In The Battle of Thermopylae of 480 BC, an alliance of Greek city-states fought the invading Persian Empire at the pass of Thermopylae in central Greece. Vastly outnumbered, the Greeks held back the massive army of Persians for three days in one of history's most famous last stands.
A small force led by King Leonidas of Sparta blocked the only road through which the massive army of Xerxes I could pass. After three days of battle, a local resident named Ephialtes betrayed the Greeks by revealing a mountain path that led behind the Greek lines. Dismissing the rest of the army, King Leonidas stayed behind with 300 Spartans and 700 Thespian volunteers. The Persians succeeded in taking the pass but sustained heavy losses, extremely disproportionate to those of the Greeks.
The fierce resistance of the Spartan-led army offered Athens invaluable time to prepare for a decisive naval battle that would determine the outcome of the war. The subsequent Greek victory at the Battle of Salamis left much of the Persian navy destroyed and Xerxes I was forced to retreat back to Asia, leaving his army in Greece under Mardonius, who met the Greeks in battle one last time. The Spartans assembled at full strength and led a pan-Greek army that defeated the Persians decisively at the Battle of Plataea, ending the Greco-Persian War and with it the expansion of the Persian Empire into Europe. This war was shown by Deja on the first day of Spartan training.
The Spartans are named after the famous warriors of ancient Greece. Like the ancient Spartans, the Spartans of the 26th century were incredible soldiers, and they were taught how to fight as a team, working together to whittle down and defeat a larger, stronger enemy.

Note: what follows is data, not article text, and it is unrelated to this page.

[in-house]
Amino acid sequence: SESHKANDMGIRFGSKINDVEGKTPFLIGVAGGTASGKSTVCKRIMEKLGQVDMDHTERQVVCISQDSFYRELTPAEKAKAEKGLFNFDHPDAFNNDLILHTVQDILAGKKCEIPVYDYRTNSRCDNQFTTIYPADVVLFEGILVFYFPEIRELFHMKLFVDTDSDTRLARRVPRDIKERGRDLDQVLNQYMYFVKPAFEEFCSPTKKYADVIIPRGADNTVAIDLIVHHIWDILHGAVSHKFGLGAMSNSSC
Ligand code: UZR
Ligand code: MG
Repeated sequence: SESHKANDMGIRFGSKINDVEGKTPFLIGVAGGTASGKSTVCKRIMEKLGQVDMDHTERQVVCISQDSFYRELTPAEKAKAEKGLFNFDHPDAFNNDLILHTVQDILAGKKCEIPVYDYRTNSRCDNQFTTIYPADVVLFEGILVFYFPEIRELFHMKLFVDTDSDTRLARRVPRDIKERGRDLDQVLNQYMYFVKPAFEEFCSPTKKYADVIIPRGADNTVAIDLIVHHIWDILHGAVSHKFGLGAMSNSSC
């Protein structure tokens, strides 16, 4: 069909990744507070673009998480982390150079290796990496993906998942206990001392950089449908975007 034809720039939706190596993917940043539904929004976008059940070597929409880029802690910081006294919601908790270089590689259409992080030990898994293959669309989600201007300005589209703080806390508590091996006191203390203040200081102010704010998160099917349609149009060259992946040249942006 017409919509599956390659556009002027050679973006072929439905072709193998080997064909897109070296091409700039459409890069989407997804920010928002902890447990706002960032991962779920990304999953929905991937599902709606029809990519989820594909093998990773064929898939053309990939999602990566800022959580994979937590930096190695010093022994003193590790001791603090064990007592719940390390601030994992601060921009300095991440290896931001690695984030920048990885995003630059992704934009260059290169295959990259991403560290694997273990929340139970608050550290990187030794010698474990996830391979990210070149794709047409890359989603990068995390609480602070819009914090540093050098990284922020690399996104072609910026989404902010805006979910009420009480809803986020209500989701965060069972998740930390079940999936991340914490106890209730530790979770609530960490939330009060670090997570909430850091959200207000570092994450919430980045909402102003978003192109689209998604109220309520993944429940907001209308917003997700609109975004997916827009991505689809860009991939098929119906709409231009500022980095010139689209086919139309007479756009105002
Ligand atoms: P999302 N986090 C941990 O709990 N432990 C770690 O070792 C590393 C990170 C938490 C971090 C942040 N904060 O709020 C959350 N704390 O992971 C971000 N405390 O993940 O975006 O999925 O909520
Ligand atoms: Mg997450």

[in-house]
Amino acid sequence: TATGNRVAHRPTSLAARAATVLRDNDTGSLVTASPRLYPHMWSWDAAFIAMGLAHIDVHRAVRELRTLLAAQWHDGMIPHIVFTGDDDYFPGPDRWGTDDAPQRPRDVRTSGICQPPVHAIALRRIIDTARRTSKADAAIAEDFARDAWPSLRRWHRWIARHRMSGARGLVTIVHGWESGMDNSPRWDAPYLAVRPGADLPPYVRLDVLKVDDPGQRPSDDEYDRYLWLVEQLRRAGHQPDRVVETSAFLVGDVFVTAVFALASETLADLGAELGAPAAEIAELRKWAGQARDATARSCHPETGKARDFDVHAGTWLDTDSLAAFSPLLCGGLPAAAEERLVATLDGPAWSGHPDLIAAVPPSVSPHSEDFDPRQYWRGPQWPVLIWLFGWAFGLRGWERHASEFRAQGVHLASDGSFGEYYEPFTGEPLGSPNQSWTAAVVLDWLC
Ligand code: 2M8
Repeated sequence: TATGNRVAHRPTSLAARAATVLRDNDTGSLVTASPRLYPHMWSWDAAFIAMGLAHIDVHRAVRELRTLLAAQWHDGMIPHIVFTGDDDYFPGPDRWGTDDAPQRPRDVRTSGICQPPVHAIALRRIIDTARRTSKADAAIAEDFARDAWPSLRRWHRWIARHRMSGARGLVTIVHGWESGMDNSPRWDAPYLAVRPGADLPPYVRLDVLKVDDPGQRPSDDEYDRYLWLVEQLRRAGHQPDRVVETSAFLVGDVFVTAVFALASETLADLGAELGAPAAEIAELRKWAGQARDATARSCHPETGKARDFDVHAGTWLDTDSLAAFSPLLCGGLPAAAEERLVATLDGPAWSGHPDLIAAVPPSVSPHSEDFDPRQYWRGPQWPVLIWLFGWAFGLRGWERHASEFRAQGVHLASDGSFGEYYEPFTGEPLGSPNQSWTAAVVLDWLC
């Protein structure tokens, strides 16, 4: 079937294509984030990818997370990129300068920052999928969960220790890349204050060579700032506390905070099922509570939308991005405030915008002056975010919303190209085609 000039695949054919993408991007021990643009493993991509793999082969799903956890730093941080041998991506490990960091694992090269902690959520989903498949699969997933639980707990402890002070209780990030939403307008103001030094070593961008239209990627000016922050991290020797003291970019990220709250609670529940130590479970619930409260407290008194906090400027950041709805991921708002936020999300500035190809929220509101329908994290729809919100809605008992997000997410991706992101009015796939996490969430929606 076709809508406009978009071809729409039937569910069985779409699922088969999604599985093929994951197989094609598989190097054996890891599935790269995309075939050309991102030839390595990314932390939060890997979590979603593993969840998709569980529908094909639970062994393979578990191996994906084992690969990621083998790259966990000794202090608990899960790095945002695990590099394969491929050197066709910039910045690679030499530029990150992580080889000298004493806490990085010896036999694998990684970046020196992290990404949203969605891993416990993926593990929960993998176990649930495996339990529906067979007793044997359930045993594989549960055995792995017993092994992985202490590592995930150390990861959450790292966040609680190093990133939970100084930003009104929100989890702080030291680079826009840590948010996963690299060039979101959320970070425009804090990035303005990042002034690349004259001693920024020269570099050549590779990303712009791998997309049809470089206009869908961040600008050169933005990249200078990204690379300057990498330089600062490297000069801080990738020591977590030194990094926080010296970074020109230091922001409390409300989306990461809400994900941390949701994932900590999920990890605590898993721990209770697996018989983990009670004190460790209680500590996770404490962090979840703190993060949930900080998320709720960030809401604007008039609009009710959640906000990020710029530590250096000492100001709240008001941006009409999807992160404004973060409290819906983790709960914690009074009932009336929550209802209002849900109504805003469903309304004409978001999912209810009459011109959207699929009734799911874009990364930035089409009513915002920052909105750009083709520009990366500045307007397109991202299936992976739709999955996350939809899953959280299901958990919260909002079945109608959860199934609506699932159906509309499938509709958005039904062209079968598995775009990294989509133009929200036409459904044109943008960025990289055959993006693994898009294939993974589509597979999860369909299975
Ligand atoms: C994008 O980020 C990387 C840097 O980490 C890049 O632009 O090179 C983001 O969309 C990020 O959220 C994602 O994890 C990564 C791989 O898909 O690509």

Parallels have been drawn between the Battle of Reach and the Battle of Thermopylae. In both conflicts, a small group of defending Spartans fought against overwhelming numbers of enemy troops, were defeated, but bought critical time for their allies. At Thermopylae, it gave the Athenians the time they needed to complete their preparations, and at Reach, it gave John-117 much-needed time to erase a NAV database that, had it been captured, would have led the Covenant straight to Earth. The outcomes of both wars are also similar in that the Greeks eventually defeated the previously unstoppable Persian empire, and humanity overcame seemingly insurmountable odds to vanquish the Covenant and the Flood.
There was also a battle known as Operation: PROMETHEUS, in which 300 Spartan-IIIs were tasked with destroying 27 of 30 plasma reactors on the shipyard. They were also faced with overwhelming odds and knew it was a suicide mission.